Report: Microsoft Cuts Core Ethical AI Team

An entire team responsible for ensuring that Microsoft’s artificial intelligence products ship with safeguards to mitigate social harm has been cut during the company’s most recent layoff of 10,000 employees, Platformer reported.

Former employees said the ethics and society team was a critical part of Microsoft’s strategy to reduce the risks associated with using OpenAI technology in Microsoft products. Before it disappeared, the team developed an entire “responsible innovation toolbox” to help Microsoft engineers predict what harms AI might cause and then mitigate those harms.

Platformer’s report came shortly before OpenAI released what is likely its most powerful AI model yet, GPT-4, which already helps power Bing search, Reuters reported.

In a statement provided to Ars, Microsoft said it remains “committed to developing AI products and experiences safely and responsibly, and it does so by investing in people, processes and partnerships that prioritize that.”

Calling the ethics and society team’s work a “frontline,” Microsoft said the company had focused more over the past six years on investing in and expanding the size of the Office of Responsible AI. This office remains active, along with Microsoft’s other responsible AI working groups, the Aether Committee and the Responsible AI Strategy in Engineering.

Emily Bender, a University of Washington expert in computational linguistics and ethical issues in natural language processing, joined other critics tweeting to denounce Microsoft’s decision to disband the ethics and society team. Bender told Ars that, as an outsider, she thinks Microsoft’s decision was “short-sighted.” He added, “Given how difficult and important this work is, any significant cuts to the people doing the work are damning.”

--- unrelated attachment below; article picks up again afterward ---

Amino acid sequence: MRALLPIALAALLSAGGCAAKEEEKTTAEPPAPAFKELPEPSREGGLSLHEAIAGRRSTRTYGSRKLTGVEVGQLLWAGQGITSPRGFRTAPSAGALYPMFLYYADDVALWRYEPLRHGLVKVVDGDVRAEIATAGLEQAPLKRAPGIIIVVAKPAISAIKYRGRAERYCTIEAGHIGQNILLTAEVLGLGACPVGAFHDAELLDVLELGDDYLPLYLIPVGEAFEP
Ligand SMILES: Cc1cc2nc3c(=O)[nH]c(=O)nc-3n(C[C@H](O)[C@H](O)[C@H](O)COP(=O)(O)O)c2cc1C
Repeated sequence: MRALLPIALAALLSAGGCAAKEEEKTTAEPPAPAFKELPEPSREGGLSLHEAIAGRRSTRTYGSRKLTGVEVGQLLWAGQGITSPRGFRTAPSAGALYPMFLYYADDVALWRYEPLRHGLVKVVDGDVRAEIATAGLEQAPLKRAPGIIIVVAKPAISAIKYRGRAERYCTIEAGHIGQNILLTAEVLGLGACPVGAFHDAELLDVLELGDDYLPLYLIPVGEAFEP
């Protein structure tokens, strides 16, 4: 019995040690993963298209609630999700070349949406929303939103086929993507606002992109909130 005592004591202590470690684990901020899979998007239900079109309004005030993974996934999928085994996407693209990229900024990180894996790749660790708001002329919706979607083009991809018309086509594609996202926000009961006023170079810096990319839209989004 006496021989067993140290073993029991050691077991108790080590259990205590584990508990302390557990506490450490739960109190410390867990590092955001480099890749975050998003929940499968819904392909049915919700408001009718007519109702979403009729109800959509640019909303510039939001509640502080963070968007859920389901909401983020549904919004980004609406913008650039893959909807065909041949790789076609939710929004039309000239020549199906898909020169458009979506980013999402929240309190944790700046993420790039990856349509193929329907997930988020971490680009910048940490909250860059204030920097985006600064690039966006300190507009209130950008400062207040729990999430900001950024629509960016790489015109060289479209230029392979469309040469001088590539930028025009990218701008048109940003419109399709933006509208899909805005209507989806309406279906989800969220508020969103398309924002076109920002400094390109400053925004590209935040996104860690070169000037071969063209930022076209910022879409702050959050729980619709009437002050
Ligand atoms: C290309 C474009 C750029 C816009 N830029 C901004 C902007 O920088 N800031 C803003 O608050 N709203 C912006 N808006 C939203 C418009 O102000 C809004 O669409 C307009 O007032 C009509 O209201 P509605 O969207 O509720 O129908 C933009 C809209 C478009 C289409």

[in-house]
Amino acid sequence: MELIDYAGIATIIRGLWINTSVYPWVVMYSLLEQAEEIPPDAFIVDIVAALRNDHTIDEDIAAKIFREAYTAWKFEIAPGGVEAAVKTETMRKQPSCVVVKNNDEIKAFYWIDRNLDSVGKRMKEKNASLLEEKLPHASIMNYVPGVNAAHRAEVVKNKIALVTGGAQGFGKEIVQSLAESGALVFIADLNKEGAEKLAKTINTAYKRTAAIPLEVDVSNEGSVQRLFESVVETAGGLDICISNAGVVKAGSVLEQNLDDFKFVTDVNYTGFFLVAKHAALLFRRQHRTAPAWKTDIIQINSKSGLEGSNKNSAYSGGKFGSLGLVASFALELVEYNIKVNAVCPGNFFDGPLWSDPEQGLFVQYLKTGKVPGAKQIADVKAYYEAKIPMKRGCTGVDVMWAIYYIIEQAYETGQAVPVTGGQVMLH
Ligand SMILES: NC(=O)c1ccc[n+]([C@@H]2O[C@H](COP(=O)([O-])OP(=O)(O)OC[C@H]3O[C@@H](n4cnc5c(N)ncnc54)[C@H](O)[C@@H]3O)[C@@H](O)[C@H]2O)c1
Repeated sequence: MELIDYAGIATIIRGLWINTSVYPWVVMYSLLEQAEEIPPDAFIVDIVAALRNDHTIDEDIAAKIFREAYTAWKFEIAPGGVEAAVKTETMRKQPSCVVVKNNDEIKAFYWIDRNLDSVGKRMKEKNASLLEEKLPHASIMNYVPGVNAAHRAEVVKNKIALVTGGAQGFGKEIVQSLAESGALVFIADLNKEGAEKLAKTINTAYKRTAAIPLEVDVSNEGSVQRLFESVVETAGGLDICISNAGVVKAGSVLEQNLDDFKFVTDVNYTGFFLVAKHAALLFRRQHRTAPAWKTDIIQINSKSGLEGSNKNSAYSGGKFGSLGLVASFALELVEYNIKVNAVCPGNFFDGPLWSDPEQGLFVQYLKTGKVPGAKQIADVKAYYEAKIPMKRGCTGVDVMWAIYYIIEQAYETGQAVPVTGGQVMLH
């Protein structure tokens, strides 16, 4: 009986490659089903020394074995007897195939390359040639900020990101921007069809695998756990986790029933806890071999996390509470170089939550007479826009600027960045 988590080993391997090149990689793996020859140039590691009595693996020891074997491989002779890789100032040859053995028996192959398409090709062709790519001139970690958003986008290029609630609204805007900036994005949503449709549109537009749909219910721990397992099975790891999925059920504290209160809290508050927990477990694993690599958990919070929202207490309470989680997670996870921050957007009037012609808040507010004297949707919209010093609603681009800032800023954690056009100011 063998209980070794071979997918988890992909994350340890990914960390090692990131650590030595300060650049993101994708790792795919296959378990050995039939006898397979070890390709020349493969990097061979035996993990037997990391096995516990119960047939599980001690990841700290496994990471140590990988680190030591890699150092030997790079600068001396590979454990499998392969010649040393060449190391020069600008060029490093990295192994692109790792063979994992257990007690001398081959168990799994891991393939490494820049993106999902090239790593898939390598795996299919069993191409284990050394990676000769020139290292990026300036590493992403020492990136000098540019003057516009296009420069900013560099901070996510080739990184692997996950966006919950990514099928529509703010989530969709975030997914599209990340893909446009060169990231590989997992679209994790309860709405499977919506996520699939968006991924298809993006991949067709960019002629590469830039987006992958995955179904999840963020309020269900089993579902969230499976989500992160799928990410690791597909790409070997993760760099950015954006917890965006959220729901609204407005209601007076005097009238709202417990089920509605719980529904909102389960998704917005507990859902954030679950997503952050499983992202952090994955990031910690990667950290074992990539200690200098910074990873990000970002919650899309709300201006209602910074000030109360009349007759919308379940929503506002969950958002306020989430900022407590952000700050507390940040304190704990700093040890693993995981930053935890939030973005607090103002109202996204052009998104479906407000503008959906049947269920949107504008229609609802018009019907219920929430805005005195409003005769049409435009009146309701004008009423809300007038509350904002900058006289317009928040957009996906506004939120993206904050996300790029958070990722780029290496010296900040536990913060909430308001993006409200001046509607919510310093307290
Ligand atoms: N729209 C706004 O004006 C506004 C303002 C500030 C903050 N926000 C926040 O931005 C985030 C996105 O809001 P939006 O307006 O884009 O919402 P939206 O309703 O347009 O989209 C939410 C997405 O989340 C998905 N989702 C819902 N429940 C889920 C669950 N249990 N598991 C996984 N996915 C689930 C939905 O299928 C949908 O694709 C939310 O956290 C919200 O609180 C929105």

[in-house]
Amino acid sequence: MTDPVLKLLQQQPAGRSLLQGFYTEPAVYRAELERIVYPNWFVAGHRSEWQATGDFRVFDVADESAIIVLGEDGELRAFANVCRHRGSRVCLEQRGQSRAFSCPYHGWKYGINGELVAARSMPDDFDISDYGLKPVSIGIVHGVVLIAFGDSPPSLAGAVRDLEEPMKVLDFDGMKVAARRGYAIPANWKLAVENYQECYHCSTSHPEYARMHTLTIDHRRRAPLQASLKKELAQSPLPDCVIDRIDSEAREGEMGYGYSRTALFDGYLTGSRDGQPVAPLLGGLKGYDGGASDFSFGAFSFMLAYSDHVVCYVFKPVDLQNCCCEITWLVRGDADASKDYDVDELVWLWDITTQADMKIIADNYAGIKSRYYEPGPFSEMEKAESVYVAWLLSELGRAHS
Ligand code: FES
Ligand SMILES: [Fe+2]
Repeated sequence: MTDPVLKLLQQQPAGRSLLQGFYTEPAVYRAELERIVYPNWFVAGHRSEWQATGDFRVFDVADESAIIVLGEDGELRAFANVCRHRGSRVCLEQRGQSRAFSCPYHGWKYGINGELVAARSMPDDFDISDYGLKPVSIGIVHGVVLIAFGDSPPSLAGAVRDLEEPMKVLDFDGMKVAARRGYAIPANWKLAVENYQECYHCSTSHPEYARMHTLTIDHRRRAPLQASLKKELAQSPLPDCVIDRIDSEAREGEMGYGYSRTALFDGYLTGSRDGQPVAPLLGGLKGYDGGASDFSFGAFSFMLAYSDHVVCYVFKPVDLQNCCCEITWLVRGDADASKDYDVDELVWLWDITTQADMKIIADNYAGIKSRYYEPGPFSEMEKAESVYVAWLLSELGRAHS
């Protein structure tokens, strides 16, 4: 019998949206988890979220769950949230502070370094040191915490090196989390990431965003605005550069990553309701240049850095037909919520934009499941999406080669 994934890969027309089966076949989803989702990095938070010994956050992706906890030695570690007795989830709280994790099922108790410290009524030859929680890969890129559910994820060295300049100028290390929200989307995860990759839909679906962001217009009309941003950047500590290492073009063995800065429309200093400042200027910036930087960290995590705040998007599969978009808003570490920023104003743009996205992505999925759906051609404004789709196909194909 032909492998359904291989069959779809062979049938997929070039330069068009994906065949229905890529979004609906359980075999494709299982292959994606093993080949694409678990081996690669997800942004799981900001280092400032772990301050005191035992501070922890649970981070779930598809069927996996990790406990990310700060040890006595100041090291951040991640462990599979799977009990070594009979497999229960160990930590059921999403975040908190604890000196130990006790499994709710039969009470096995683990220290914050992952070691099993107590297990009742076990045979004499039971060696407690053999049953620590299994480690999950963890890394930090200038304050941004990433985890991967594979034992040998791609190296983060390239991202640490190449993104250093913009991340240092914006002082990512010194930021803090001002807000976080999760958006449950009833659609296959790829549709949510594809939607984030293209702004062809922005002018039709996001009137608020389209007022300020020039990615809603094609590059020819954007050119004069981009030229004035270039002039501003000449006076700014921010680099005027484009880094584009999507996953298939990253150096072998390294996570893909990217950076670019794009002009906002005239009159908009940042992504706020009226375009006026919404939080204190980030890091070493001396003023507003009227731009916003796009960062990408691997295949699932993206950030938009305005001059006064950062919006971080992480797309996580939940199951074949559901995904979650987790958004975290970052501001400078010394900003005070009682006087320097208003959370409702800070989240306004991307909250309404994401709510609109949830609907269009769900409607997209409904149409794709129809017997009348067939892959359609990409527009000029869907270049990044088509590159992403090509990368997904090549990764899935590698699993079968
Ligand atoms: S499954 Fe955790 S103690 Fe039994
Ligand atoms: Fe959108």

Brief history of the ethics and society group

Microsoft began focusing on teams dedicated to exploring responsible artificial intelligence in 2017, CNBC reported. By 2020, this effort included the ethics and society group with a maximum size of 30 members, the Platformer noted. But as the AI ​​race with Google heats up, Microsoft began moving the majority of its ethics and society team members to specific product teams last October. That left just seven people dedicated to implementing the ethics and society group’s “ambitious plans,” Platformer employees said.

It was too much work for such a small team, and Platformer reported that former team members said Microsoft did not always act on their recommendations, such as the mitigation strategies recommended for Bing Image Creator that might prevent it from copying live artist brands. (Microsoft disputed that claim, saying it modified the tool before release to address the group’s concerns.)

While the team was downsized last fall, Platformer said Microsoft’s corporate vice president of artificial intelligence, John Montgomery, said there was a lot of pressure to “take these latest OpenAI models and what’s coming next and get them into the hands of customers. at a very high speed”. Workers warned Montgomery of “significant” concerns they had about potential negative effects of this speed-based strategy, but Montgomery insisted “the pressures remain the same.”

However, even as the ethics and society group has been reduced in size, Microsoft has told the group that it will not be eliminated. The company announced a change on March 6, however, when the remnants of the team were told during a Zoom meeting that it was deemed “business critical” to disband the team entirely.